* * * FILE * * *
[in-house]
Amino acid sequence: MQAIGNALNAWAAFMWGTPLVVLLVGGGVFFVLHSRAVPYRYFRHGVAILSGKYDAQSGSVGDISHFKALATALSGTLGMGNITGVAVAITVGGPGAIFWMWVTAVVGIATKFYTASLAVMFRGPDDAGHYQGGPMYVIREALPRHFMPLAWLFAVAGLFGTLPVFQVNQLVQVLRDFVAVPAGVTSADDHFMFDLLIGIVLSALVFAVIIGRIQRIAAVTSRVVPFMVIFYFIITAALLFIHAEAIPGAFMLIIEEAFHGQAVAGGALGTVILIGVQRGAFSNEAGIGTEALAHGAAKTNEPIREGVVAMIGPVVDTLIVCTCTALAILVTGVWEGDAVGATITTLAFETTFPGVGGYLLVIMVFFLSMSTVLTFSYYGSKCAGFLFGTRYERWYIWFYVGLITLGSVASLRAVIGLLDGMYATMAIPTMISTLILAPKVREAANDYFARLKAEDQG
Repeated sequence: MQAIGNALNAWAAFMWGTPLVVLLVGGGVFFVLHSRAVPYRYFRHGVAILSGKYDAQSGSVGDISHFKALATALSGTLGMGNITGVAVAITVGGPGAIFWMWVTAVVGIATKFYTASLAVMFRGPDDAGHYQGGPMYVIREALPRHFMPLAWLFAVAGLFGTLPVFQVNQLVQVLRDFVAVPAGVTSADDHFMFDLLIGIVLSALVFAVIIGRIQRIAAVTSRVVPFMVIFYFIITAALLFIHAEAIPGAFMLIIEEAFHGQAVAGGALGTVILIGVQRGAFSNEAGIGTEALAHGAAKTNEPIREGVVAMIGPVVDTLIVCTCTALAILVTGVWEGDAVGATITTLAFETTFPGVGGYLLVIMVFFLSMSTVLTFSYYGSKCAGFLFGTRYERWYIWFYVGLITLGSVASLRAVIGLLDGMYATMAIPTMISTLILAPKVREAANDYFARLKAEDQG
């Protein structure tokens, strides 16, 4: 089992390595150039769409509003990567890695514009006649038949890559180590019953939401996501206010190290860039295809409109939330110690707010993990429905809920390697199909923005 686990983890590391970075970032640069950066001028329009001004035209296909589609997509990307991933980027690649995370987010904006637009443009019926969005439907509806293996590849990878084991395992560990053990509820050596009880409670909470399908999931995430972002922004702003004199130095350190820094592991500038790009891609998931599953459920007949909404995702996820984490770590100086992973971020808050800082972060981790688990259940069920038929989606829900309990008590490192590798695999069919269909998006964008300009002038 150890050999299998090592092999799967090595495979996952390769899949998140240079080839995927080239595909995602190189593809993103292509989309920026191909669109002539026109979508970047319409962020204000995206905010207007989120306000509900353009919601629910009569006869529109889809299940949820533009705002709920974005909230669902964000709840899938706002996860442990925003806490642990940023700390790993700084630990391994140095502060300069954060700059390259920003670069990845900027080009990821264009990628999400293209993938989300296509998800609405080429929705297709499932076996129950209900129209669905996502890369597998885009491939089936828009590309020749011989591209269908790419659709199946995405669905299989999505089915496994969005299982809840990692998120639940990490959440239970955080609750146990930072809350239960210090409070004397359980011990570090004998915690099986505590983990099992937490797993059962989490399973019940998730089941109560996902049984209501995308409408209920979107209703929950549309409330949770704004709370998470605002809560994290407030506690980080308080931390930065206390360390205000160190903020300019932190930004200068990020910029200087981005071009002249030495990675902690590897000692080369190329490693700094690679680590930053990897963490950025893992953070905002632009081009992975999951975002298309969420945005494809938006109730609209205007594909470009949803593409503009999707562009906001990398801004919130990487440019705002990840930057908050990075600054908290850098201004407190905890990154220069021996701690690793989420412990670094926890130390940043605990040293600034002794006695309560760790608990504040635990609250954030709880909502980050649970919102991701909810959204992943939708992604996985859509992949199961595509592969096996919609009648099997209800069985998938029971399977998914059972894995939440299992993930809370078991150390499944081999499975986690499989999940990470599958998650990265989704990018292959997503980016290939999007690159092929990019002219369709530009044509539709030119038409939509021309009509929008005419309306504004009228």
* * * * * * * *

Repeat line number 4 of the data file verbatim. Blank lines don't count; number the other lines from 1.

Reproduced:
């Protein structure tokens, strides 16, 4: 089992390595150039769409509003990567890695514009006649038949890559180590019953939401996501206010190290860039295809409109939330110690707010993990429905809920390697199909923005 686990983890590391970075970032640069950066001028329009001004035209296909589609997509990307991933980027690649995370987010904006637009443009019926969005439907509806293996590849990878084991395992560990053990509820050596009880409670909470399908999931995430972002922004702003004199130095350190820094592991500038790009891609998931599953459920007949909404995702996820984490770590100086992973971020808050800082972060981790688990259940069920038929989606829900309990008590490192590798695999069919269909998006964008300009002038 150890050999299998090592092999799967090595495979996952390769899949998140240079080839995927080239595909995602190189593809993103292509989309920026191909669109002539026109979508970047319409962020204000995206905010207007989120306000509900353009919601629910009569006869529109889809299940949820533009705002709920974005909230669902964000709840899938706002996860442990925003806490642990940023700390790993700084630990391994140095502060300069954060700059390259920003670069990845900027080009990821264009990628999400293209993938989300296509998800609405080429929705297709499932076996129950209900129209669905996502890369597998885009491939089936828009590309020749011989591209269908790419659709199946995405669905299989999505089915496994969005299982809840990692998120639940990490959440239970955080609750146990930072809350239960210090409070004397359980011990570090004998915690099986505590983990099992937490797993059962989490399973019940998730089941109560996902049984209501995308409408209920979107209703929950549309409330949770704004709370998470605002809560994290407030506690980080308080931390930065206390360390205000160190903020300019932190930004200068990020910029200087981005071009002249030495990675902690590897000692080369190329490693700094690679680590930053990897963490950025893992953070905002632009081009992975999951975002298309969420945005494809938006109730609209205007594909470009949803593409503009999707562009906001990398801004919130990487440019705002990840930057908050990075600054908290850098201004407190905890990154220069021996701690690793989420412990670094926890130390940043605990040293600034002794006695309560760790608990504040635990609250954030709880909502980050649970919102991701909810959204992943939708992604996985859509992949199961595509592969096996919609009648099997209800069985998938029971399977998914059972894995939440299992993930809370078991150390499944081999499975986690499989999940990470599958998650990265989704990018292959997503980016290939999007690159092929990019002219369709530009044509539709030119038409939509021309009509929008005419309306504004009228």